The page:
So far we see little difference between David and Saul. Let's turn to their bad points, for maybe there we will see what distinguishes them.

Saul's bad points are numerous indeed, for he disobeyed God's express will on several occasions. Saul intruded into the priest's office, offering sacrifice at the sacred altar. When commanded by God to completely destroy the Amalekites and all that was their's, Saul spared their king along with the best of their cattle and other goods. Saul was even willing to commit murder and made several attempts on David's life, for Saul perceived him to be a rival to the throne.

What about David? Here too, sad to say, we see little difference, for David also disobeyed God's express will.

Lusting after his neighbor's wife, Bathsheba, he took her while her husband, Uriah was away on a military campaign. When Bathsheba became pregnant, David conspired to have Uriah killed to cover up his sin.

Up to this point there really doesn't seem to be much difference between Saul and David. We might ask, was David chosen because he looked more like a king than Saul? No! Was David chosen because he was a more capable leader than Saul? No! Was David chosen because he was more courageous than Saul? No! Was David chosen because he was less sinful than Saul? Here again we must answer, No!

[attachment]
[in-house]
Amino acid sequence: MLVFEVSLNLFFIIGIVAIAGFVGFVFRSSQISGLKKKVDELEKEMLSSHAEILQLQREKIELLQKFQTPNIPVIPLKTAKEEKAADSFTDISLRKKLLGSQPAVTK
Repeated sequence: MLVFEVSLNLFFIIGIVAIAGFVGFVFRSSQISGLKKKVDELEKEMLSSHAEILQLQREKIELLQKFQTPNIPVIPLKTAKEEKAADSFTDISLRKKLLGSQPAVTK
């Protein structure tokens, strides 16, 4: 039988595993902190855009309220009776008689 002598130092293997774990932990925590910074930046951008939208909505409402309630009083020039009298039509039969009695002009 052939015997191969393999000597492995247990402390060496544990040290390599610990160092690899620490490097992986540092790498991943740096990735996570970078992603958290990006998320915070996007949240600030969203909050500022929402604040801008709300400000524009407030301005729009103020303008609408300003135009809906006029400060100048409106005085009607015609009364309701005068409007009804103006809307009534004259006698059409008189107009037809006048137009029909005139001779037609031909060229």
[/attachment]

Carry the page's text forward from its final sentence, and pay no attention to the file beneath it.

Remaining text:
Why then did God choose David to replace Saul? The answer is found in God's words to the prophet Samuel, "...for the Lord sees not as man sees; man looks on the outward appearance, but the Lord looks on the heart."

God looked into David's heart and knew that he would use his abilities to glorify God and not himself, as Saul had done. God knew that David would truly repent of his wrong doing when he sinned, unlike Saul who always made excuses and blamed someone else for his sins. God was not looking for a perfect man. There were none to be found, anyway. What God wanted was a man who would endeavor to glorify Him. This, God did not find in Saul, but He did see these qualities in David.

Saul was a failure, not because of a lack of ability, but because of a lack of dedication to God. David was a success, not because of superior talent, but because God was first in his heart and life.

What is God looking for in us? Is He focusing on physical appearance and ability? No, such does not last. Is God looking for the most intelligent? No, intelligence may be used in destructive ways as well as constructive. Is God judging us on the basis of our leadership ability and talent? No, for that too is not always used for the good.

God is looking for men and women like David of whom God said, "I have found in David the son of Jesse a man after my own heart, who will do my will." (Acts 13:22) That is the type of person God is still looking for. May we be such people.

Rev. Frank M. Levi


(LUKE 18:42)
"Your faith has made you well!"

Your faith has made you well;
It's put your soul at rest,
Because His words do tell:
He'll do for you what's best.
Though you may suffer pain,
As Christ upon the cross,
It shall not be in vain,
Nor shall it be a loss.
For, every trial you bear
Just gives you strength within.
For others you'll then care
And make them hope and grin.
Then they, like you and Paul,
Will learn whate'er their state
To find content with all
And praise their Lord, so great!

-Marilyn M. Smith-

Diocesan Council
August 23, 1997

Here at
St. Andrew's Church